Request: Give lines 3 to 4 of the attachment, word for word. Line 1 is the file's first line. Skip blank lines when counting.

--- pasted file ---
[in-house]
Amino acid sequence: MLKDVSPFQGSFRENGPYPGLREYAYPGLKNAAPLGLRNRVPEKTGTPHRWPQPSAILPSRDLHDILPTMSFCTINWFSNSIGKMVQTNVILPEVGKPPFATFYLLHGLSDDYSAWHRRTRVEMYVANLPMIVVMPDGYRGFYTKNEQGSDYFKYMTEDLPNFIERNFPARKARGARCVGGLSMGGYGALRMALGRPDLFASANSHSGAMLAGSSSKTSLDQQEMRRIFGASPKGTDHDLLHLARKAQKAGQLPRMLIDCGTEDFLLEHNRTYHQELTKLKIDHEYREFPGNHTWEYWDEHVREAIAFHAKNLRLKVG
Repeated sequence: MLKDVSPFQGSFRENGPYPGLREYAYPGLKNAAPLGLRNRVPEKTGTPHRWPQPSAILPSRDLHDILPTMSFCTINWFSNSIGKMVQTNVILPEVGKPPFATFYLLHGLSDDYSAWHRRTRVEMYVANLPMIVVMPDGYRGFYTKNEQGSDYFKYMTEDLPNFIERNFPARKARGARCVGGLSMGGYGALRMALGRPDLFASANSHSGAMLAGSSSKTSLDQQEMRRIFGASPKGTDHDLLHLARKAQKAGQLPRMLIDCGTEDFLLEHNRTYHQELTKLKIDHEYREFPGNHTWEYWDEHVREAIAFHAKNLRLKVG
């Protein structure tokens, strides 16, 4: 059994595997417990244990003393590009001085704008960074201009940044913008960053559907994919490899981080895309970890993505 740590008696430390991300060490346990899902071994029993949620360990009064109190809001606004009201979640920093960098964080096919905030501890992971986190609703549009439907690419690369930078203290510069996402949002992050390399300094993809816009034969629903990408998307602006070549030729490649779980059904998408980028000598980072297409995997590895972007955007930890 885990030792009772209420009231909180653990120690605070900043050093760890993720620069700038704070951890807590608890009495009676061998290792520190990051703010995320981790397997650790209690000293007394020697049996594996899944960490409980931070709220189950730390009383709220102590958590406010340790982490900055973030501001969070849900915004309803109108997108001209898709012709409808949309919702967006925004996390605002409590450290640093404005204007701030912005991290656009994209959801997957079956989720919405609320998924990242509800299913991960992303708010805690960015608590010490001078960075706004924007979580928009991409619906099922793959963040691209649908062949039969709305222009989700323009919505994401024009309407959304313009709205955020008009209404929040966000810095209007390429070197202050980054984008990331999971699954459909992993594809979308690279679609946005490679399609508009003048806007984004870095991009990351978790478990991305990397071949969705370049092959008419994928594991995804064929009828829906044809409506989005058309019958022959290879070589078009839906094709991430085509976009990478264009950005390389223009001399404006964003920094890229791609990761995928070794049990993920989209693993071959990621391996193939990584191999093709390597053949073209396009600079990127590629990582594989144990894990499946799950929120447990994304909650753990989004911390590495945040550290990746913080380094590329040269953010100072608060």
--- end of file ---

Repeated sequence: MLKDVSPFQGSFRENGPYPGLREYAYPGLKNAAPLGLRNRVPEKTGTPHRWPQPSAILPSRDLHDILPTMSFCTINWFSNSIGKMVQTNVILPEVGKPPFATFYLLHGLSDDYSAWHRRTRVEMYVANLPMIVVMPDGYRGFYTKNEQGSDYFKYMTEDLPNFIERNFPARKARGARCVGGLSMGGYGALRMALGRPDLFASANSHSGAMLAGSSSKTSLDQQEMRRIFGASPKGTDHDLLHLARKAQKAGQLPRMLIDCGTEDFLLEHNRTYHQELTKLKIDHEYREFPGNHTWEYWDEHVREAIAFHAKNLRLKVG
């Protein structure tokens, strides 16, 4: 059994595997417990244990003393590009001085704008960074201009940044913008960053559907994919490899981080895309970890993505 740590008696430390991300060490346990899902071994029993949620360990009064109190809001606004009201979640920093960098964080096919905030501890992971986190609703549009439907690419690369930078203290510069996402949002992050390399300094993809816009034969629903990408998307602006070549030729490649779980059904998408980028000598980072297409995997590895972007955007930890 885990030792009772209420009231909180653990120690605070900043050093760890993720620069700038704070951890807590608890009495009676061998290792520190990051703010995320981790397997650790209690000293007394020697049996594996899944960490409980931070709220189950730390009383709220102590958590406010340790982490900055973030501001969070849900915004309803109108997108001209898709012709409808949309919702967006925004996390605002409590450290640093404005204007701030912005991290656009994209959801997957079956989720919405609320998924990242509800299913991960992303708010805690960015608590010490001078960075706004924007979580928009991409619906099922793959963040691209649908062949039969709305222009989700323009919505994401024009309407959304313009709205955020008009209404929040966000810095209007390429070197202050980054984008990331999971699954459909992993594809979308690279679609946005490679399609508009003048806007984004870095991009990351978790478990991305990397071949969705370049092959008419994928594991995804064929009828829906044809409506989005058309019958022959290879070589078009839906094709991430085509976009990478264009950005390389223009001399404006964003920094890229791609990761995928070794049990993920989209693993071959990621391996193939990584191999093709390597053949073209396009600079990127590629990582594989144990894990499946799950929120447990994304909650753990989004911390590495945040550290990746913080380094590329040269953010100072608060």